- These founders focus on building products for the mass users rather than developing a product on an ad-hoc request from a large client.
- Product-centric founders create a strong product culture within their companies that will ultimately accelerate the scaling process of the product.
2) The product itself: while the products differ from one company to another, there are certain general product characteristics that product-led investors look at when evaluating investment opportunities.
- I really love to go through product demos focussing on understanding user workflows and the rationale behind each of the features of the product.
- Product-led investors like simple and unsophisticated UX; something that can be used by anyone, including unsophisticated users.
- As founders understand user journeys, the product is seamlessly integrated into the workflow resulting in higher productivity, reliability, reduced operating costs and efficient use of resources.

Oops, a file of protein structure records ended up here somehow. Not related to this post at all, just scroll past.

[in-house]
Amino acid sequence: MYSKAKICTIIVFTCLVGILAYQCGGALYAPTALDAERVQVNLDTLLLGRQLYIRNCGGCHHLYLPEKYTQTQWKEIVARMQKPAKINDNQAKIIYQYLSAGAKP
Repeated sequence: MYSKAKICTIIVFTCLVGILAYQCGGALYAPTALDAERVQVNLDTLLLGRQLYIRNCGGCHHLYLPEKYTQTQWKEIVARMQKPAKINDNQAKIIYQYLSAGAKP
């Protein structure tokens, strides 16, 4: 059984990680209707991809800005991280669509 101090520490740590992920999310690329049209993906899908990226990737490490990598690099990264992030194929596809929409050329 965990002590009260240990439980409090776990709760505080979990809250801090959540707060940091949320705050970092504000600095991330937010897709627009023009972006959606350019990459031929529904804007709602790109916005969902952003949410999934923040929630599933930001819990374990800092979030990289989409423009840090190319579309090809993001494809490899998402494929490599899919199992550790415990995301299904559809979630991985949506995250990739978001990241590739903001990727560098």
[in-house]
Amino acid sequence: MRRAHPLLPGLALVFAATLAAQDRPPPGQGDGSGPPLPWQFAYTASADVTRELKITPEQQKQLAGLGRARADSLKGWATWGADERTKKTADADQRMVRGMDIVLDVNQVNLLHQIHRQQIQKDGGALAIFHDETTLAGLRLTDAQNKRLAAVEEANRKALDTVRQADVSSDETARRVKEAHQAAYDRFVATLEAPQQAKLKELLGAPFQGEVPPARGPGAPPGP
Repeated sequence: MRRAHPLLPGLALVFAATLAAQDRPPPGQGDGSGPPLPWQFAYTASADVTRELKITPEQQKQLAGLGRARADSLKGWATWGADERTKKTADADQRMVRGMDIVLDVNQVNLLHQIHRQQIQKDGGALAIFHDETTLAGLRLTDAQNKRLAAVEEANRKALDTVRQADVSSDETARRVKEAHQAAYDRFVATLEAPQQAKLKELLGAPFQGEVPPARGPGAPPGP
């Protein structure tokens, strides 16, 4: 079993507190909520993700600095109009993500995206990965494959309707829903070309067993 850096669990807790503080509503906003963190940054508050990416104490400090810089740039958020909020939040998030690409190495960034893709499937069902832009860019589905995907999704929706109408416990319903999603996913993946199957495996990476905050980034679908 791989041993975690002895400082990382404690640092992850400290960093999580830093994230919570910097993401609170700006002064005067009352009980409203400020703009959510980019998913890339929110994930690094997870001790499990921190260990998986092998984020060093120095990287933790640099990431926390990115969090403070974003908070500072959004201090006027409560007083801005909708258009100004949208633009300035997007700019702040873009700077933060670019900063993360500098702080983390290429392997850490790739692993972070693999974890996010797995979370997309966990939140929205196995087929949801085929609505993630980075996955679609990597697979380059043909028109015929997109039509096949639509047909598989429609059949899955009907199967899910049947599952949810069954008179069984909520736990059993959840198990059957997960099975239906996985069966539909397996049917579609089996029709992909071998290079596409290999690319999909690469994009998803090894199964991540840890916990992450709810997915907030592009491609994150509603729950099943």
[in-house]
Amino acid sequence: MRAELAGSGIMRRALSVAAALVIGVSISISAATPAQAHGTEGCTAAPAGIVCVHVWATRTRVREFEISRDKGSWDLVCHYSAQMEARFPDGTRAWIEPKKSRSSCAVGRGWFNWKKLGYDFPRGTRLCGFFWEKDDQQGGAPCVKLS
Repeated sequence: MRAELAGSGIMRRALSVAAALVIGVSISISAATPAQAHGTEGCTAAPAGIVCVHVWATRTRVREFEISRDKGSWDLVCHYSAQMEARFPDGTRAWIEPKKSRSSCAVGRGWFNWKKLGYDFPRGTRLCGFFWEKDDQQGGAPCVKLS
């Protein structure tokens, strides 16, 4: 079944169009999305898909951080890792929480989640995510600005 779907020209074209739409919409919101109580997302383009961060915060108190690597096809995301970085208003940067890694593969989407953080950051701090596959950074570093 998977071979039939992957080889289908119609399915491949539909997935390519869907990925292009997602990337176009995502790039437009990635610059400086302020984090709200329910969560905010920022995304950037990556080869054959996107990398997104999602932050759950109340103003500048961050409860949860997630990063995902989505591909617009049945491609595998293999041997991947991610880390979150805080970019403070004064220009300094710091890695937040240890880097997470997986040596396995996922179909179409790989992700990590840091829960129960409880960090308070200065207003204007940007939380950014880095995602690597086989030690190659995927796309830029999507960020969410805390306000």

- The product enables collaboration which will enable rapid adoption and organic growth (see the next section on GTM).
- New product categories are a big plus for product-led investors (Pietro from Connect can tell you more about that!). This requires founders to think out-of-the-box when designing and building their products. It also requires them to think creatively when building their GTM strategy as they might need to educate the market.
- A critical feature of the product itself is the product usability, making sure the product is delivering value quickly to its users and implying a short Time to Value (TTV). Some common practices to reduce TTV include single sign-on and off-the-shelf integrations (i.e., Facebook/Twitter sign-on). On the pricing side, self-serve free trial, open-source model and freemium model are also used to increase adoption and reduce friction during the onboarding process.
- The product needs to be flexible and modular which translates to customisation; users should be allowed to personalise the product to serve their needs.